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DailyCommercial.com | Wednesday, October 3, 2018 A7HAVE YOUR SAYWe welcome signed letters and guest columns. Letters should not exceed 300 words and columns should not exceed 500 words. Columns need to include a recent headshot of the writer. We edit for length, clarity, and grammar. Mail: Voices, P.O. Box 490007, Leesburg, FL 34749-0007 Email: letters@dailycommercial.com Fax: 352-365-1951 ANOTHER OPINION OPINIONSteve Skaggs | Publisher Tom McNiff | Executive Editor Whitney Lehnecker | Digital Editor, Lifestyles Editor Tom McNiff, editor 352-365-8250 tom.mcniff@dailycommercial.comToo often, important consumer protections are threatened by greed. Consider the ever-growing number of drive-byŽ lawsuits filed against businesses caught barely out of compliance with the Americans with Disabilities Act. Or the fast-talking pitchmen who pour into Florida following a big storm „ convincing unwary, shell-shocked homeowners to sign contracts that funnel their insurance benefits through a third party and wrest away their control over home repairs. Every time lawyers find a handhold in consumer-protection laws, a few firms rush to exploit it for their own gain „ practically daring the Legislature to raise the bar for all cases. Its a challenge insurance companies and businesses urge lawmakers to take up, and too often, the response is overkill. New laws strip consumers of protections that make it easier for them to challenge their own insurance companies when claims are wrongfully denied. Who suffers most? People with legitimate injuries, home damage or significant handicaps, who see their access to justice whittled away. A growing problem is the states Personal Injury Protection law. That law „ known as PIP „ is meant to speedily resolve cases and pay benefits to Floridians who suffer relatively minor injuries in vehicular collisions. These people are the most vulnerable against big, well-funded insurance companies; often, policyholders cant afford to litigate over a denied claim that at most, is worth $10,000. So the Legislature tilted the rules in their favor, with a law that requires insurance companies to pay attorneys fees if they are sued for denying coverage and lose. The idea is to encourage insurers not to drag their feet when presented with a legitimate claim. Now, theres a new wrinkle. People with legitimate (or in some cases, questionable) claims are heavily solicited by clinics and other medical providers, who convince them to sign agreements known as Assignment of Benefits,Ž or AOB. These providers tell their patients that if they sign an AOB, the clinic will take care of the paperwork.Ž Its a tempting offer for a fast-food worker with little knowledge of the court system. But opponents say its spawned a cottage industry of questionable clinics that claim the same course of treatment for almost all their patients „ regardless of actual injuries. The pain goes beyond the patients. The Palm Beach Post reports the states 25 top insurers have increased the cost of PIP coverage by as much as 54 percent. Every time, theres one clear and obvious winner. Everyone pays more in insurance premiums to make a handful of lawyers and vendors very, very rich,Ž the Florida Justice Reform Institute says, in a report issued last year. Lawmakers cant ignore something this big. But the proposed remedies „ including a bill that would essentially end PIP, replacing it with a requirement that everyone carry coverage for bodily-injury liability „ could hurt responsible Florida consumers who are injured by uninsured motorists. The Legislature should go after this problem with a scalpel, not a chainsaw. One option, taking away the ability to sign AOB agreements, could reduce dubious claims without doing too much damage to consumers. Lawmakers should seek out other consumer-friendly ways to curb the greed, while protecting important rights.OUR OPINIONPut brakes on PIP abuseBy Fred G. MedingerYou are on your way to work and waiting at a red light behind two other cars at an intersection. The light turns green, but the car at the front of the line just sits there, not moving. After 8 to 10 seconds, those behind the first car begin blowing their horns. Only then does the first car move. Meanwhile four other cars that have pulled up behind you cant reach the intersection before the light turns red again. Shortly afterward you get on an interstate that leads into the city and your place of employment. Traffic is heavy but moving along at the speed limit of 55 mph. Then you come upon a car in the left lane that is going at least 20 mph under the speed limit. It crawls along even though it is at least 15 empty car lengths behind the next car in that lane. Other cars coming up to this car in the fast lane try to move over to the right lane to get by it. Meanwhile the driver in this car is looking down at his lap much of the time, glancing up at the windshield every five seconds or so to check on the car in front of him. These are but two examples of what has been labeled distracted driving.Ž However, the expression distracted drivingŽ is only a euphemism for selfish driving.Ž In each case the drivers attention is not pulled away by something outside his immediate control. No, in each case the driver deliberately chooses to look down and focus on his device. So-called distracted drivingŽ is just one example of a pervasive problem on our roads today, namely disregard for the rights of others, including their safety. This disregard manifests itself in road rage incidents, tailgating and drivers who abruptly cut in front of cars in the next lane with little space between the two. Studies conducted by the National Safety Council and the National Highway Traffic Safety Administration since 2010 have shown that those who text while driving are at between 8 and 23 times greater risk of having an accident. As a result, in 2015, nearly 400,000 people nationwide were injured in crashes involving a distracted driver, and nearly 3,500 of them were killed. Nonetheless, even with frequent messages in the media on the dangers of distracted driving,Ž laws prohibiting texting while driving are not taken seriously and are not strictly enforced. Indeed, the internet communication resources that are now standard equipment on the dashboard of many new cars cater to a drivers restless craving for an endless stream of digital stimuli throughout the day. Safe, responsible driving is of secondary importance to the immediate gratification afforded by the on-board internet access portals. The widespread indifference to this problem resembles perceptions of drunken driving 50 years ago. Driving while intoxicated did not carry the same legal risks as is the case today, risks such as the likely revocation of ones license, stiff fines, even detention and incarceration. A similar transformation is needed with respect to distracted driving.Ž We are on a slippery slope. Unless we stop and reverse the trend toward increased digital addiction behind the wheel, I shudder to think what the new norm will be for driver behavior in five years. Fred G. Medinger is a psychotherapist in Bel Air, Maryland.ANOTHER OPINIONIts not distracted driving, its sel sh drivingLast week Senate Republicans agreed to tap the brakes gently on Brett Kavanaughs nomination to the Supreme Court. Now the FBI has a week to investigate the allegations of sexual misconduct that have been raised against the judge. Is a week enough? I dont know. But at least its a welcome pause in what felt like a rushed decision with profound, long-lasting consequences. Lets take a moment of this pause to consider this irrefutable point: Liberals have lots of reasons to oppose Kavanaugh that have nothing to do with the unseemly allegations connected to his high school and college days. Last Thursday, Judge Kavanaugh launched an angry, petulant attack on Democrats, asserting that he was the victim of a highly coordinated, well-financed liberal conspiracy bent on revenge for the 2016 loss of the White House. He even brought up the Clintons. And by the next day, my nearby tea-party friend was asserting „ with no more evidence than Kavanaugh had „ that Dr. Christine Blasey Ford is a well-paid liar. But if we accept the philosophical principle of Occams razor „ the idea that among competing explanations, the simplest is most likely to be correct „ we see that its unnecessary to go so far afield to explain why liberals oppose Kavanaugh. For example, we could remember that President Donald Trump outsourced the vetting for his Supreme Court nominees to the unabashedly conservative Federalist Society, guaranteeing that any nominee would have a carefully reviewed right-wing bias acceptable to the most conservative forces in our culture. We could remember that Trump promised emphatically to appoint only justices who would overturn Roe v. Wade. Kavanaugh has been carefully equivocal about this, but its clear that his confirmation would undermine the hard-fought, continuing battle to allow women to make their own reproductive choices. This alone is enough to explain liberal opposition to Kavanaugh. Theres considerably more: Kavanaughs record on workers rights and voting rights; his history as a right-wing operative; his evasive answers to some of the questions he faced during his testimony; and, indeed, his temperament. You dont have to imagine a conspiratorial left-wing hit job that includes the Clintons and allegations of sexual misconduct in order to figure out why liberals oppose Kavanaugh. I have my own reasons: Im probably not the only American male who has wondered why he didnt have as much fun in high school as Kavanaugh did. His testimony is replete with sports and trips to the beach and friends and parties and evidently so much drinking that Kavanaugh felt a need to downplay it before the committee. Kavanaugh attended an exclusive, white, all-boys Catholic high school with an elite clientele, for whom achievement and status and money are as natural as breathing, the sort of place that spawns Supreme Court justices. Success and privilege are assumed. My experience in a public high school in south Texas was different. Some of us went on to become doctors and lawyers, but none of us white guys expected an automatic passkey to the highest realms of power. Our classmates were Hispanics, blacks and girls. Some had money; others lived in poverty. There were Catholics and Protestants and more Jews than you might expect to find in a small Texas town. After graduation, many went right to work. Others attended the local community college. Some went to the University of Texas or Rice or Ivy League schools. Some joined the army and some were killed in Vietnam. A few committed suicide. And one girl, two classes ahead of me, bled to death after a desperate, botched attempt at a coat-hanger abortion. Of course, Im sure Kavanaugh is a lot smarter than I and most of my classmates were, but Im afraid that he didnt grow up in a way that encourages empathy for the disadvantages and shortcomings of others, as opposed to the assumed superiority of his own privileged position. But maybe the court needs justices who are more sympathetic than self-indulgent, more compassionate than privileged. I doubt that these are values that are readily learned at a place like Georgetown Prep. John M. Crisp lives in Georgetown, Texas, and can be reached at jcrispcolumns@gmail.com.ANOTHER OPINIONPlenty of good reasons to oppose Kavanaugh John Crisp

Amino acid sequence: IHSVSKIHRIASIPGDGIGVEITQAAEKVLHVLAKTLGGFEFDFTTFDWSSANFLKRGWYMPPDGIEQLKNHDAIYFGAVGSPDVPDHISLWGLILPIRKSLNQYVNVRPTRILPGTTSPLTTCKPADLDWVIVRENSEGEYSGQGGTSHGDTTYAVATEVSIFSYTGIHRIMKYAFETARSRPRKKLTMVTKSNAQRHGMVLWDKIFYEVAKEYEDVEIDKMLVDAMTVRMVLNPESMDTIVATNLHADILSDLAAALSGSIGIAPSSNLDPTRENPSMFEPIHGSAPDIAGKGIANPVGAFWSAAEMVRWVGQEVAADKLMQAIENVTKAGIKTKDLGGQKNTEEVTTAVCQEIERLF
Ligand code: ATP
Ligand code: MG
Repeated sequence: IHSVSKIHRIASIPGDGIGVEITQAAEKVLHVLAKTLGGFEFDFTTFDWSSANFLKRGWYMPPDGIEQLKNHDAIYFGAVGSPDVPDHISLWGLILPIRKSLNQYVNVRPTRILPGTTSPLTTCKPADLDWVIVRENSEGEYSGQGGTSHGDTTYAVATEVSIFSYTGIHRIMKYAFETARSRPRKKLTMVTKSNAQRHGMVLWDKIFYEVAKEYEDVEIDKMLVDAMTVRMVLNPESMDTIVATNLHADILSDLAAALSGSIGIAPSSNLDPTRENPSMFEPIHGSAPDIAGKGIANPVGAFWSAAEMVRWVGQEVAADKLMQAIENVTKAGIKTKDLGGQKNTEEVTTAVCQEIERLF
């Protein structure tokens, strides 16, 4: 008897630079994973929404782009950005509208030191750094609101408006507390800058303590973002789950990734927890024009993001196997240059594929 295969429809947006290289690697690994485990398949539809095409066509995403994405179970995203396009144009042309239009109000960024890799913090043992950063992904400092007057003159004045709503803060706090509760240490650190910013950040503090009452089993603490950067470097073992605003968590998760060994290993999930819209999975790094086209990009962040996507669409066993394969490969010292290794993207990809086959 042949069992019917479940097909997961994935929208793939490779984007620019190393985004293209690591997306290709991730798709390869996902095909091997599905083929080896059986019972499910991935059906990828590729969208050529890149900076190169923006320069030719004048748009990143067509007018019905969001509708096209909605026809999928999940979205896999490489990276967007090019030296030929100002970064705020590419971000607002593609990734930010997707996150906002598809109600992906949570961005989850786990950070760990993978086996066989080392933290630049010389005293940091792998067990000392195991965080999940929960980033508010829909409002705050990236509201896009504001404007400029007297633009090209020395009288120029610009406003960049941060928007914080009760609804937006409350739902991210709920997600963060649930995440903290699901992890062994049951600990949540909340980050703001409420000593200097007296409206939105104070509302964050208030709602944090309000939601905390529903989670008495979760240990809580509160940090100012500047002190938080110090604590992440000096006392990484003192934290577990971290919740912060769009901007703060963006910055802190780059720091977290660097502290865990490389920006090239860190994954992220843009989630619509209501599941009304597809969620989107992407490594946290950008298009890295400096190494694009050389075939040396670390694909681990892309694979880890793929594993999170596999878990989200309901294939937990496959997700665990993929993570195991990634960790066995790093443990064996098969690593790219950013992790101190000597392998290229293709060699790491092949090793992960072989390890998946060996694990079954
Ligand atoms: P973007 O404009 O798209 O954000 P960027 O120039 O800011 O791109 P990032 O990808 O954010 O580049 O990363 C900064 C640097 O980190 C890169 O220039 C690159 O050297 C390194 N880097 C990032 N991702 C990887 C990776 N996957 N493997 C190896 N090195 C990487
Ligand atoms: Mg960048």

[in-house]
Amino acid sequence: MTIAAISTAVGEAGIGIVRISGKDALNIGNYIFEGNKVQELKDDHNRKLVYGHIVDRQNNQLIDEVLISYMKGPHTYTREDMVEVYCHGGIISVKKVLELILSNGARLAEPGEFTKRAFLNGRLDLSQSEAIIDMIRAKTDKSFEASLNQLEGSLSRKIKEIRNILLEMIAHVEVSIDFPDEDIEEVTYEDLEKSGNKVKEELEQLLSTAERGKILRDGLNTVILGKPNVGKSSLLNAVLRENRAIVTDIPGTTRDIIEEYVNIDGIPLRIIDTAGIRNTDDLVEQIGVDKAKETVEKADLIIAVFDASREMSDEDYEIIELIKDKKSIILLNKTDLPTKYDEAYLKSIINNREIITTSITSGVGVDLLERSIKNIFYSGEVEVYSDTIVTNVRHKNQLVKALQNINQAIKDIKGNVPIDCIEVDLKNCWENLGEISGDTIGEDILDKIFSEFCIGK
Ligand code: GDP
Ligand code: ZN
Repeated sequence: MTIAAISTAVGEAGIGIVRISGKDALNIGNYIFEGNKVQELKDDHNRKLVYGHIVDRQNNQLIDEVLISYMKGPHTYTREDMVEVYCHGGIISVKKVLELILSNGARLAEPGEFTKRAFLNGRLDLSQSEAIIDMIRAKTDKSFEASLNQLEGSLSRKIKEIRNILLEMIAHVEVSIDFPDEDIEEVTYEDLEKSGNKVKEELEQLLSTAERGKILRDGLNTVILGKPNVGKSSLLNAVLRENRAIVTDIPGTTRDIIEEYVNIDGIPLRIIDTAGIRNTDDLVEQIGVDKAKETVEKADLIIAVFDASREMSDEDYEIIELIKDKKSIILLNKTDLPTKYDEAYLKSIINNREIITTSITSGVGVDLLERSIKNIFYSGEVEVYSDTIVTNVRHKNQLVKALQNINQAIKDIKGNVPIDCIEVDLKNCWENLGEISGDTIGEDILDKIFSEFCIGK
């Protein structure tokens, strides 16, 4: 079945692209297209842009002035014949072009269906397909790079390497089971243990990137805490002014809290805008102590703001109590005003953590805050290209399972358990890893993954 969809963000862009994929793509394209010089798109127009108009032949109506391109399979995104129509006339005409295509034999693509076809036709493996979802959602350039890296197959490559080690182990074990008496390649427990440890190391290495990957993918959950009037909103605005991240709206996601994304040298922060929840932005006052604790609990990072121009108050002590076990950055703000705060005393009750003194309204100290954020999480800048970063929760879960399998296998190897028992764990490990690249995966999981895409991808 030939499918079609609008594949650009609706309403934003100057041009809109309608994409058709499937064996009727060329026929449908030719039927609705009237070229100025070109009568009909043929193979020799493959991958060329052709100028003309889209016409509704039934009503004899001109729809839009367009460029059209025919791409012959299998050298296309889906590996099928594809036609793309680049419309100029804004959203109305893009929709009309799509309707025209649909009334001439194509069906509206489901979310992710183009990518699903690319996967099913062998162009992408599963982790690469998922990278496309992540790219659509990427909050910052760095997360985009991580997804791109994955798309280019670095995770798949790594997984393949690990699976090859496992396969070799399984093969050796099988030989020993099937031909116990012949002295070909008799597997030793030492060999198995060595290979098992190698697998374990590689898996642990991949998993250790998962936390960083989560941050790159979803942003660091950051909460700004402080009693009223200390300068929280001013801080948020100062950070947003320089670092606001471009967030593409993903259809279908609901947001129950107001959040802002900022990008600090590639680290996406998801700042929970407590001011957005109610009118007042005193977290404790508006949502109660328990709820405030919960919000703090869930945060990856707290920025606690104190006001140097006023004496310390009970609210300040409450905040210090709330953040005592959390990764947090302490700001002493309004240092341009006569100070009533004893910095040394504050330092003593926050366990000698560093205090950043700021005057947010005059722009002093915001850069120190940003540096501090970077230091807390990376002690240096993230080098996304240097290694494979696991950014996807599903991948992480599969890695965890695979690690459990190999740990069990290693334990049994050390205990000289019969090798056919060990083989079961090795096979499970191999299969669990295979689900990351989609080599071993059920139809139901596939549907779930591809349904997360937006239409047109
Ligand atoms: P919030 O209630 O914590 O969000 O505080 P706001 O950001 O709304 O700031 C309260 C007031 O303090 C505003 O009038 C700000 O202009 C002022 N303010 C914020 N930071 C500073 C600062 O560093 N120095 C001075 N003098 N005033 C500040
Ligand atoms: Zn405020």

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A8 Wednesday, October 3, 2018 | DailyCommercial.com